British Columbia

Port Moody woman runs support group for parents who have lost their babies

In Our Hearts group meets once a month in Port Moody, second support group will meet in Vancouver, June 6

Michelle

Along with another woman from Port Coquitlam, Michelle Tyliakos runs support groups for people who have gone through miscarriages. (Kind Light Photography)

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When Michelle Tyliakos had a miscarriage 12 weeks into her first pregnancy, she was shocked because before that, losing a child was a possibility she'd never considered.

"I didn't realize that could even happen, and my husband was also in shock and we just didn't really know what to do because our hopes for this child were gone," Tyliakos told On the Coast host Stephen Quinn.

"Once you do start talking about it you realize how many people it's happened to at any given stage of pregnancy."

Monthly support groups

That experience 12 years ago led the Port Moody woman to start a monthly support group in that city to help women who have lost their babies. A second group will begin meeting once a month in Vancouver starting June 6. 

Tyliakos said the group can help anyone who has miscarried, terminated a pregnancy or had a still birth or neonatal death (when a baby dies in the first 28 days).

While the group was originally created to help women with their loss, she said starting this month they are inviting the husbands, relatives and friends of women who have lost their babies, to give everyone a chance to talk about loss and to find healing.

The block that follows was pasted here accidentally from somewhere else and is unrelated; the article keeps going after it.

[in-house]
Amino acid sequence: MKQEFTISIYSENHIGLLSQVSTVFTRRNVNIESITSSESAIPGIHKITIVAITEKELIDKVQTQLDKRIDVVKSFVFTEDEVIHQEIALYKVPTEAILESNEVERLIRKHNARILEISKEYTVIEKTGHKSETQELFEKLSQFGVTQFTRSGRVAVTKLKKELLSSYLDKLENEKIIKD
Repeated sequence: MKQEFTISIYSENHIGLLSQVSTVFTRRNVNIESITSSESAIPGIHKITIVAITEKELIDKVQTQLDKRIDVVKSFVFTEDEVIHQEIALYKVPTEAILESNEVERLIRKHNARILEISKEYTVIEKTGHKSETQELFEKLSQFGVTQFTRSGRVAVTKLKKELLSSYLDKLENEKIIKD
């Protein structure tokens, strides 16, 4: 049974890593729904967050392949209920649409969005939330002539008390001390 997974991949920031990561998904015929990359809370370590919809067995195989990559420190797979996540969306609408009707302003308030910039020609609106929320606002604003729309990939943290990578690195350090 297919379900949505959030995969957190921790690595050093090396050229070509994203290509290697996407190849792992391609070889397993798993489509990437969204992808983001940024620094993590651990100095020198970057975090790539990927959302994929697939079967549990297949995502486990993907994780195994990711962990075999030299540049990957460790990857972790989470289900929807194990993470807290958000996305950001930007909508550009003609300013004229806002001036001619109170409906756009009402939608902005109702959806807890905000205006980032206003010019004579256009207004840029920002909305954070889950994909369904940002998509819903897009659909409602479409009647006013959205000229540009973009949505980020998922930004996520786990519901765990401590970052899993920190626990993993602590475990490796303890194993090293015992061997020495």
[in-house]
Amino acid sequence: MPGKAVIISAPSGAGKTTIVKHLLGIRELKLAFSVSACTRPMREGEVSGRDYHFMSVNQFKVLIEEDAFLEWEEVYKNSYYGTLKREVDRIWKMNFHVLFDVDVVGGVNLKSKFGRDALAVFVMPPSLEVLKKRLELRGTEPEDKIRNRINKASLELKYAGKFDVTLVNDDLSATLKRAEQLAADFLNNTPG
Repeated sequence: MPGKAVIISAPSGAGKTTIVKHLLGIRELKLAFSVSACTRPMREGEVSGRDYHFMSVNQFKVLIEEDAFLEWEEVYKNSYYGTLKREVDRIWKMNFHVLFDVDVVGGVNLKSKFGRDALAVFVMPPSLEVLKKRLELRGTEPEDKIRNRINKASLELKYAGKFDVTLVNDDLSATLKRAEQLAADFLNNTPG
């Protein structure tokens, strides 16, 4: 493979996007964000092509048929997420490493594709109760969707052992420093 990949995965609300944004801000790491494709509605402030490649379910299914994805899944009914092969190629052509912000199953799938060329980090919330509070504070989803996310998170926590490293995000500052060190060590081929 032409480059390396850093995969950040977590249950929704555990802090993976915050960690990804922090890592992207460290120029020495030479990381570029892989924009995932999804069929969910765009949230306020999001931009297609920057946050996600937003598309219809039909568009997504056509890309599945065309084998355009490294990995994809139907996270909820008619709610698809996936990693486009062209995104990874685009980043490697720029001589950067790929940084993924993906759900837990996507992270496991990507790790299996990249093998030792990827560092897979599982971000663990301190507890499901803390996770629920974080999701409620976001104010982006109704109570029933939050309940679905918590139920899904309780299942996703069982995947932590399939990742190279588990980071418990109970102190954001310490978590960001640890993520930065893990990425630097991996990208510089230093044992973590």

Tyliakos started the group, called In Our Hearts, with Port Coquitlam resident Moolman King, who has experienced two miscarriages.

The two women met while training to become doulas — women who assist other women during childbirth, and after the baby is born.

Tyliakos, who now has four children, said it was very difficult to discuss her loss when she miscarried over a decade ago.

"I didn't really know what to say and I felt that my family and friends also didn't know what to say."

Fears when pregnant again

"I think it's just saying, 'Hey, I really don't know what to say, and I'm a little nervous for making you upset' … and just acknowledging that little baby."

"Did the baby have a name, and did you have plans for that baby? And just learning about what the women or family's idea of what that baby was going to bring."

She also said that after she miscarried she questioned if she would ever get pregnant again.

"For anybody who's lost [a baby] the whole pregnancy can be nerve wracking and very stressful because of your previous experience," she said.

"When I did get pregnant and did if four more times, each one brought its own fears and joys and tribulations."

Tyliakos said confidentiality is very important in the support group, to make everyone feel like they can share and listen. Experts also come and speak at the group as guests.

"Not everyone who comes wants to share and that's totally fine … even if you're having a really bad day and you're really upset about what's just happened, you've showed up and you're giving a commitment to yourself and you're healing and allowing that to happen. That's really important."

With files from CBC's On the Coast


To hear the full story listen to the audio labelled: Port Moody woman runs support group for moms who have lost a baby

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